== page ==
One year and 6,000 or so miles ago, I took delivery of a new, 2013 FR-S manual. In true TCL fashion, I felt a little write-up was in order:
Though it resulted in much hand-wringing and teeth-gnashing on the part of TCL (and rejoice from TFL), this car effectively “replaced” a Cayman S in my garage. Since it wasn’t a daily driver (more of a weekend/autox/very occasional track day car), in large part the reason I ditched the Cayman was simply because I wasn’t getting as much use out of it as it was costing each month. Punk move? Possibly…
I was set on finding something older that I could tinker around with, but then this FR-S popped up on eBay about two months after I sold the Cayman at a price I simply could not ignore. I had a good bit of experience with the FR-S/BRZ and already knew I liked the cars a lot; it ticked the right boxes in terms of what I look for in a fun car. Was it fast? No. Was it fancy? No. Would it impress the ladies? Probably not, unless they’re into autocross (which would be a no). Just about the polar opposite of the Porsche then, right? But what it does do well is provide a good feel for the road through a light, small, tossable footprint. It also provides a great platform to tweak for autocross and light track day usage. In the ways that matter, it’s very similar to the Cayman it replaced.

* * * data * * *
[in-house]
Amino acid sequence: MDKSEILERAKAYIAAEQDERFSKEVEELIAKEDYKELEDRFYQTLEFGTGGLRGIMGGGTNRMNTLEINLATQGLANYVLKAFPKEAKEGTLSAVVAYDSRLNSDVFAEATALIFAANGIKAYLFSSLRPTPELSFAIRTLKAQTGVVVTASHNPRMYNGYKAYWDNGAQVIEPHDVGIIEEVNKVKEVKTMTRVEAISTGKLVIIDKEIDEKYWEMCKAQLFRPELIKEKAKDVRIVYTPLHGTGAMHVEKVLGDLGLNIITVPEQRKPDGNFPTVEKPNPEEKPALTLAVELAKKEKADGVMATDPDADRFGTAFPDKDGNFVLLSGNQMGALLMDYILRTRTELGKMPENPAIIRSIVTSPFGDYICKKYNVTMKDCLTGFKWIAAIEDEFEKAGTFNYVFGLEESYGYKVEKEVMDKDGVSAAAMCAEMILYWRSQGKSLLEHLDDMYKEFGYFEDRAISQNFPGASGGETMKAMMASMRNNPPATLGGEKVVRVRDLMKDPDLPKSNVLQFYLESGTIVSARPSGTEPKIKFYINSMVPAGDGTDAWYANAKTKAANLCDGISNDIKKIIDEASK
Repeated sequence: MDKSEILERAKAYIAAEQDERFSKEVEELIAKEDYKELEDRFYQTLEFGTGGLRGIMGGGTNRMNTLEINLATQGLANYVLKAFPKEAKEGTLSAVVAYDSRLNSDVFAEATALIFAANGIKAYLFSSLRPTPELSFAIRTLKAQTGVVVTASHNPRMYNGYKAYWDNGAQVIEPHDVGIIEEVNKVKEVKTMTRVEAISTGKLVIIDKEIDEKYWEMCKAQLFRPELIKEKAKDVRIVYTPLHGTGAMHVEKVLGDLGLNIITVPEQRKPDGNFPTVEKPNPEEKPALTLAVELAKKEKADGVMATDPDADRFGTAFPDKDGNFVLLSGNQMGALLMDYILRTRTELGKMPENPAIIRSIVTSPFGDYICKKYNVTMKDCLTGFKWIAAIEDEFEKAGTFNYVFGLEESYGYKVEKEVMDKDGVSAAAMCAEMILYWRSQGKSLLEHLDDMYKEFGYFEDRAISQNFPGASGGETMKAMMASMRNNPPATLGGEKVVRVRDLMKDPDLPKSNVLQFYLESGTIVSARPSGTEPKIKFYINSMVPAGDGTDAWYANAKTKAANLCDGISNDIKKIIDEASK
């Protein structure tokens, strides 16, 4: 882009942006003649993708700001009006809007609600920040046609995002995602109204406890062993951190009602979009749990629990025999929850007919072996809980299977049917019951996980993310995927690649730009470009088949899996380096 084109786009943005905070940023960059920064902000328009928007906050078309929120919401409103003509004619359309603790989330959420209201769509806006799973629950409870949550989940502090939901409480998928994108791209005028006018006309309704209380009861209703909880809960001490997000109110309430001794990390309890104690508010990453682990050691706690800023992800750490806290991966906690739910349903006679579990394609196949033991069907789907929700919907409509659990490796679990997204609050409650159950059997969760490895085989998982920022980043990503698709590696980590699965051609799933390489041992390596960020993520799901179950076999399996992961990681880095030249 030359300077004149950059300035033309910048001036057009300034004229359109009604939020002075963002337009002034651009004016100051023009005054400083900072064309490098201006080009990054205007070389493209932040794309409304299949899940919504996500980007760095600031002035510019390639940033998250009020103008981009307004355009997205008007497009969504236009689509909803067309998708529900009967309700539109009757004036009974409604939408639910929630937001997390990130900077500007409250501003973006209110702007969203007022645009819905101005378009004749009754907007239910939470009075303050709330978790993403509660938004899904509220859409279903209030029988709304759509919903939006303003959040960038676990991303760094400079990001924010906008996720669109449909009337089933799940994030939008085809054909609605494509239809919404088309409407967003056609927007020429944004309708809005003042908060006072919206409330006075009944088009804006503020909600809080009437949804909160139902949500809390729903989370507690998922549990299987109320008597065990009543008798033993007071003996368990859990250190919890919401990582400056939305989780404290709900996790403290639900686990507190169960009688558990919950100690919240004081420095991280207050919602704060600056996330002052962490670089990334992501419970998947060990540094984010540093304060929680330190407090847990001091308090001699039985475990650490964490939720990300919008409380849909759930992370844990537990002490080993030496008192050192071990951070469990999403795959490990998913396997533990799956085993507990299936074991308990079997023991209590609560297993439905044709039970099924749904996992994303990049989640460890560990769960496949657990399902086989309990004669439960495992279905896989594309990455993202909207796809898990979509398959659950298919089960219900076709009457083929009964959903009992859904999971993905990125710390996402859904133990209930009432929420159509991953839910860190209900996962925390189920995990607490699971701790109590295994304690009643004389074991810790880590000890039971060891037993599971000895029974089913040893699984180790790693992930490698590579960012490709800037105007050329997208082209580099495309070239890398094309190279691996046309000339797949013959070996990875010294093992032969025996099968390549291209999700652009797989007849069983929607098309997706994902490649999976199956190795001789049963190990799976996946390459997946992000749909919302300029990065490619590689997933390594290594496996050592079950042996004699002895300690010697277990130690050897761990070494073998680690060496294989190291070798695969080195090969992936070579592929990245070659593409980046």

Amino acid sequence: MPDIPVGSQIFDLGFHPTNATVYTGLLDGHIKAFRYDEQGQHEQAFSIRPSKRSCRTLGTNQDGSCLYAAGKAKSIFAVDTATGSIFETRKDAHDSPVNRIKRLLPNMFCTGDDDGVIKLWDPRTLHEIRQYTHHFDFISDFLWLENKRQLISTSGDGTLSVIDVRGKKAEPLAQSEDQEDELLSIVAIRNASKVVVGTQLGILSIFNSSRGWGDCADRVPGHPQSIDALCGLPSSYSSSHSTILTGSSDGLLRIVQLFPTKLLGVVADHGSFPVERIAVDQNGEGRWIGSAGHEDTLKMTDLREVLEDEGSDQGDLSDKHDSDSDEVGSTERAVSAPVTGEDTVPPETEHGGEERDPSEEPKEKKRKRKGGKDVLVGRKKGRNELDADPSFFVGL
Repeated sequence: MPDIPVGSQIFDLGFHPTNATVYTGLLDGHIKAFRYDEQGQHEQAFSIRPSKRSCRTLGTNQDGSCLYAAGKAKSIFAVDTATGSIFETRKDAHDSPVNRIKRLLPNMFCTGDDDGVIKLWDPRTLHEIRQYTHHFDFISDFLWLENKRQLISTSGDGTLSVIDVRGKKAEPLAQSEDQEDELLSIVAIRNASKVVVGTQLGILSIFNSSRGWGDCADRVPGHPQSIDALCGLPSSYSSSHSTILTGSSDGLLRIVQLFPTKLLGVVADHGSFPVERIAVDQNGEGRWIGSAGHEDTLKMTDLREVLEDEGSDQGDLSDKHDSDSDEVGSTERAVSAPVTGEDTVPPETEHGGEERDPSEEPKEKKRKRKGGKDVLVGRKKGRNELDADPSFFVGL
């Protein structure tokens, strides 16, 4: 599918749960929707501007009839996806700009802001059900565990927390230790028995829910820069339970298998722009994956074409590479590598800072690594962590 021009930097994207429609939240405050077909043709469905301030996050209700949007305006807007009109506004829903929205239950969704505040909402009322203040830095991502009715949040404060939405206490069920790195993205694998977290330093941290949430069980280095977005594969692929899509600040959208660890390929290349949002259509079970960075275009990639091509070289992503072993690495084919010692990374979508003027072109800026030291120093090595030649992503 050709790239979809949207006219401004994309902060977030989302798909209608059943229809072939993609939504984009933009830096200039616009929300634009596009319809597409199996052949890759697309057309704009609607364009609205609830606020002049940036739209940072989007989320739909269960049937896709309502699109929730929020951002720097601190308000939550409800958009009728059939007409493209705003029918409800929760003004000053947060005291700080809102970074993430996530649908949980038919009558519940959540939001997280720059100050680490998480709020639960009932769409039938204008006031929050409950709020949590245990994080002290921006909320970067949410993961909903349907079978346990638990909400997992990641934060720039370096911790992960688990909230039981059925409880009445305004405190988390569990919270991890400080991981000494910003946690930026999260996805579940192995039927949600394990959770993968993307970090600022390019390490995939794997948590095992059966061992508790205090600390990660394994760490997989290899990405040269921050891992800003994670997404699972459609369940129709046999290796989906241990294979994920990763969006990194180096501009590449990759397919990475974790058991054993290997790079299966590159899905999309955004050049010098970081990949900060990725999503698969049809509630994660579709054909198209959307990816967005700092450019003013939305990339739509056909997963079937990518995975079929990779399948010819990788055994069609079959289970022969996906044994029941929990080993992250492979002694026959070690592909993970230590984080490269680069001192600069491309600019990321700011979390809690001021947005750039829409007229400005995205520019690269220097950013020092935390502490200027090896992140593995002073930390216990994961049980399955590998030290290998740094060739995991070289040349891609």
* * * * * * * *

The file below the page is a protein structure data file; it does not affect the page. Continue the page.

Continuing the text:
My particular FR-S was a leftover new 2013 model, bought in May 2014 from a small Toyota dealer in rural PA. The car had been sitting in their showroom and had just a few miles on it; lucky, since I would have expected an “old stock” car on the lot to be used for demo duty at some point. I purchased the car entirely online, flew up to Pittsburgh, was met at the airport with the car washed and full of gas, and continued on my way back to Florida. The whole process couldn’t have been more painless.
•The big reason one would buy an FR-S/BRZ, and the reason I bought mine, is because it’s a great handler. And it is. Few new cars under $50k, short of a Miata, provide the kind of feedback and telepathic response that these cars do. If you want something that’s simply outright fast, you’ll be disappointed. If you want something refined, you’ll also be disappointed. If you want an undiluted driving experience, you’ll love it.